Selling Appreciated Land? Use the S Corporation to Lock in Favorable Capital Gains Treatment

Tax Planning

Real estate values have surged in many parts of the country and are still surging in some areas. That’s good news if you’ve been holding raw land for investment.

You might be ready to cash in by subdividing and developing your acreage and selling off parcels for big profits.

Great, but what about taxes?

Good question, because there’s a big issue to consider.

The Tax Issue

When you subdivide, develop, and sell land, you’re generally deemed for federal income tax purposes to be acting as a dealer in real property who is selling off inventory (developed parcels held for sale to customers).

That’s not good, because when you’re classified as a dealer for tax purposes, all of your profit from land sales—including the part attributable to pre-development appreciation in the value of the land—is considered ordinary income. So, it’s taxed at your regular federal rate, which (for now) can be up to 37 percent.

You may also get hit with the 3.8 percent net investment income tax (NIIT), which (for now) can push the effective federal rate up to as high as 40.8 percent (37 percent + 3.8 percent). Ugh!

Seeking a Better Tax Result

It sure would be nice if you could pay lower long-term capital gains rates on at least part of your land sale profits.

For now, the maximum federal rate on long-term capital gains is 20 percent. With the 3.8 percent NIIT added on, the maximum effective rate (for now) is “only” 23.8 percent (20 percent + 3.8 percent). That’s a lot better than 40.8 percent.

Fortunately, there’s a way to qualify for favorable long-term capital gain treatment for the pre-development land appreciation, assuming you really and truly have held the land for investment.

In other words, this assumes you’re not already classified as a real property dealer.

But profits attributable to the later subdividing, development, and marketing activities will be considered ordinary income collected in your capacity as a real property dealer. Oh well.

Since pre-development appreciation is often the biggest part of the total profit, you should be overjoyed to pay “only” 20 percent or 23.8 percent on that piece of the action. The rest of this article explains a way to achieve this tax-saving goal.

Form an S Corporation to Function as a Developer Entity

Say you form a new S corporation.

Then you sell your appreciated raw land to the S corporation for its pre-development fair market value (FMV). Great idea! As long as you’ve

  • held the land for investment rather than as inventory as a real property dealer, and
  • held it for more than one year,

then the sale to the S corporation will qualify for lower-taxed long-term capital gain treatment.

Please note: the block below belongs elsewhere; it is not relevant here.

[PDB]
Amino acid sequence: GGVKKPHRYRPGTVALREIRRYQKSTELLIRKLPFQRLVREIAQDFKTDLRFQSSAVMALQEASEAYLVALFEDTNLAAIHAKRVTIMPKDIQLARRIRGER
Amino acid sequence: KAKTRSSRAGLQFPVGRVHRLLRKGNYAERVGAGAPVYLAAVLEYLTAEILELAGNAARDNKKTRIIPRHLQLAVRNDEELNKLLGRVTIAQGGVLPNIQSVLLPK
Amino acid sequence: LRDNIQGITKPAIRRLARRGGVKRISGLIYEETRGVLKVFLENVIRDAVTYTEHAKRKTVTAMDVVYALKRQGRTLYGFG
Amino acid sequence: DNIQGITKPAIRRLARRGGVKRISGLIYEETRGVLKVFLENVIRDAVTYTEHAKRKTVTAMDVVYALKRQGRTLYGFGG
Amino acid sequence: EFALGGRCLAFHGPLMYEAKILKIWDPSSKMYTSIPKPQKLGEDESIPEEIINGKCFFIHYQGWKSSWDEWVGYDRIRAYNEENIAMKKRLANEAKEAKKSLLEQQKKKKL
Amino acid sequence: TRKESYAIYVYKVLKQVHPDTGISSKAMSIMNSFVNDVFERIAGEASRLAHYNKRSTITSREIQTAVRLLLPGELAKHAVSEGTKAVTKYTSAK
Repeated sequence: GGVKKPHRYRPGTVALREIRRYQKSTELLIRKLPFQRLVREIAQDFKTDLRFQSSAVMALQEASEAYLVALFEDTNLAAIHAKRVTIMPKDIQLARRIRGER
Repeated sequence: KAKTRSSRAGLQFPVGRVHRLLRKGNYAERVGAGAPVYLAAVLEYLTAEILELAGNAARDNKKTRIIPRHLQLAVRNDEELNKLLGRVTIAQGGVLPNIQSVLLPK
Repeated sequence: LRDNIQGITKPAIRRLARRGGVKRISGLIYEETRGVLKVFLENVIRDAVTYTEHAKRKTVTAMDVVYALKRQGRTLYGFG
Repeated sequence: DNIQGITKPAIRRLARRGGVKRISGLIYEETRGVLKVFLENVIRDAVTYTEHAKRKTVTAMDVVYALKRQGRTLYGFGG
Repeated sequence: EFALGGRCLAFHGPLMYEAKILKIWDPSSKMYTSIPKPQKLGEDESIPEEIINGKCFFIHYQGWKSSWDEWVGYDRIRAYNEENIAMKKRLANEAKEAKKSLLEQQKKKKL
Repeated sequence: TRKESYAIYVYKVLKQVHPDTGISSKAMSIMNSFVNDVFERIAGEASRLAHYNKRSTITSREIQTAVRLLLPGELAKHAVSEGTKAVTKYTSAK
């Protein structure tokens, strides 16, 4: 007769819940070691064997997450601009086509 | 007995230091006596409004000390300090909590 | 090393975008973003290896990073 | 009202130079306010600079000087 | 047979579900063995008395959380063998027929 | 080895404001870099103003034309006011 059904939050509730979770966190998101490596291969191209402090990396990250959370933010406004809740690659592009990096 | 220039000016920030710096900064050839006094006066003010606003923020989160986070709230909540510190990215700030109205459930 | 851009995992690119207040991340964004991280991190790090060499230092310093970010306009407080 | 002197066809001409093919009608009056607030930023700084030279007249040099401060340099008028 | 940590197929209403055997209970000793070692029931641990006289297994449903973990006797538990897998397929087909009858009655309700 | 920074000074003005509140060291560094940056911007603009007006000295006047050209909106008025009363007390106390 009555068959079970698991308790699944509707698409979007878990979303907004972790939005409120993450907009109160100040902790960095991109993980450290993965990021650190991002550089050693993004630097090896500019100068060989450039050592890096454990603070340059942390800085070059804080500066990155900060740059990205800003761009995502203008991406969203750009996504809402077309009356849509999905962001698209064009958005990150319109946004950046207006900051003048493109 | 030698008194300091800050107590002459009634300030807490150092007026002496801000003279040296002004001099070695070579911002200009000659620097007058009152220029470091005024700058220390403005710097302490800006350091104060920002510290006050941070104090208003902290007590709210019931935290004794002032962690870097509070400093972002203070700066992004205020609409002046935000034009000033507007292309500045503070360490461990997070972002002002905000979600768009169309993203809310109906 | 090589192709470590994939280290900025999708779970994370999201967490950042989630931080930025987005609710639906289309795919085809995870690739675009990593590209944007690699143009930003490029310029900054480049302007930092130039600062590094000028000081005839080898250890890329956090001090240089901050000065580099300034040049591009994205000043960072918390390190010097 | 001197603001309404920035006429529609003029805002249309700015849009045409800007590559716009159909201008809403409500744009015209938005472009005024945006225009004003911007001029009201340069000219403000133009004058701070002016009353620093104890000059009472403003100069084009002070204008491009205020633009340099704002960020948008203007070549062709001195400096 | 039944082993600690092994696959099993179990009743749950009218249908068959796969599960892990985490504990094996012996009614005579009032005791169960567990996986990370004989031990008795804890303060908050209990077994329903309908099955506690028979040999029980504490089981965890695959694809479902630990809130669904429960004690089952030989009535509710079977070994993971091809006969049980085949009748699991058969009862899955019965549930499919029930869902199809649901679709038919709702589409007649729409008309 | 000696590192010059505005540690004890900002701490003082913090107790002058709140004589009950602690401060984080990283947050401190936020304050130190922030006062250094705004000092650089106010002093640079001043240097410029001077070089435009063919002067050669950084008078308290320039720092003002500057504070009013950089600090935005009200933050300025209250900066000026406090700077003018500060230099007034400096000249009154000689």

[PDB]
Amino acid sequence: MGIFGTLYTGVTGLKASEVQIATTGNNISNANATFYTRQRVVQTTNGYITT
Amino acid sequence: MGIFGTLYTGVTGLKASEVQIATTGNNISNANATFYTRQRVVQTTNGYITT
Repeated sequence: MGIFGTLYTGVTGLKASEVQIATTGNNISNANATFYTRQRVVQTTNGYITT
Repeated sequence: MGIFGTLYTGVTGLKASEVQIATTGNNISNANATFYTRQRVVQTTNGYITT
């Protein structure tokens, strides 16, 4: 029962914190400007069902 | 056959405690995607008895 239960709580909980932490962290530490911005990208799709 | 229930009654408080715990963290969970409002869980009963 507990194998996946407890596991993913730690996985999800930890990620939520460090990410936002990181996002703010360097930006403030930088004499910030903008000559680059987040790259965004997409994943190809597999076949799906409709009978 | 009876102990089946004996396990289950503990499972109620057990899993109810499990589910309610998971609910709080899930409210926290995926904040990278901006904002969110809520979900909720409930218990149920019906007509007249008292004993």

So, for now, you’ll lose (at most) “only” 23.8 percent of your whopping long-term gain to the feds.

After buying the land from you, the S corporation then subdivides and develops the property, markets it, and sells it off. The profits from these activities are ordinary income that’s passed through to you and taxed at your personal rates.

But this is a great tax-saving deal when the land is highly appreciated to start with.

To sum up so far, the S corporation developer entity strategy allows you to lock in favorable long-term capital gain

treatment for the pre-development appreciation of the land while paying higher ordinary income rates only on the additional profits from development and related activities. Good strategy.

Consider an Installment Sale to the S Corporation

If necessary, you can sell the appreciated land to the S corporation developer entity for a bit of cash plus a lot of installment notes owed by the S corporation to you.

That way, you can defer the taxable gain from selling the land to the S corporation until you receive principal payments on the notes. But installment sales have some potential tax disadvantages to consider:

  • Deferring taxable gain by using installment sale reporting won’t turn out to be very smart if our beloved Congress jacks up the maximum long-term gain rates before you collect all your notes from the S corporation. Needless to say, that could happen! For this reason, you may be well-advised to elect out of installment sale reporting in order to lock in lower current long-term capital gains tax rates—as long as they last.
  • If you nevertheless choose to use installment sale reporting, the so-called second disposition rule will trigger deferred gains attributable to land sold by the S corporation within two years after buying it from you. So, the deferred tax bill could come due sooner than you expect.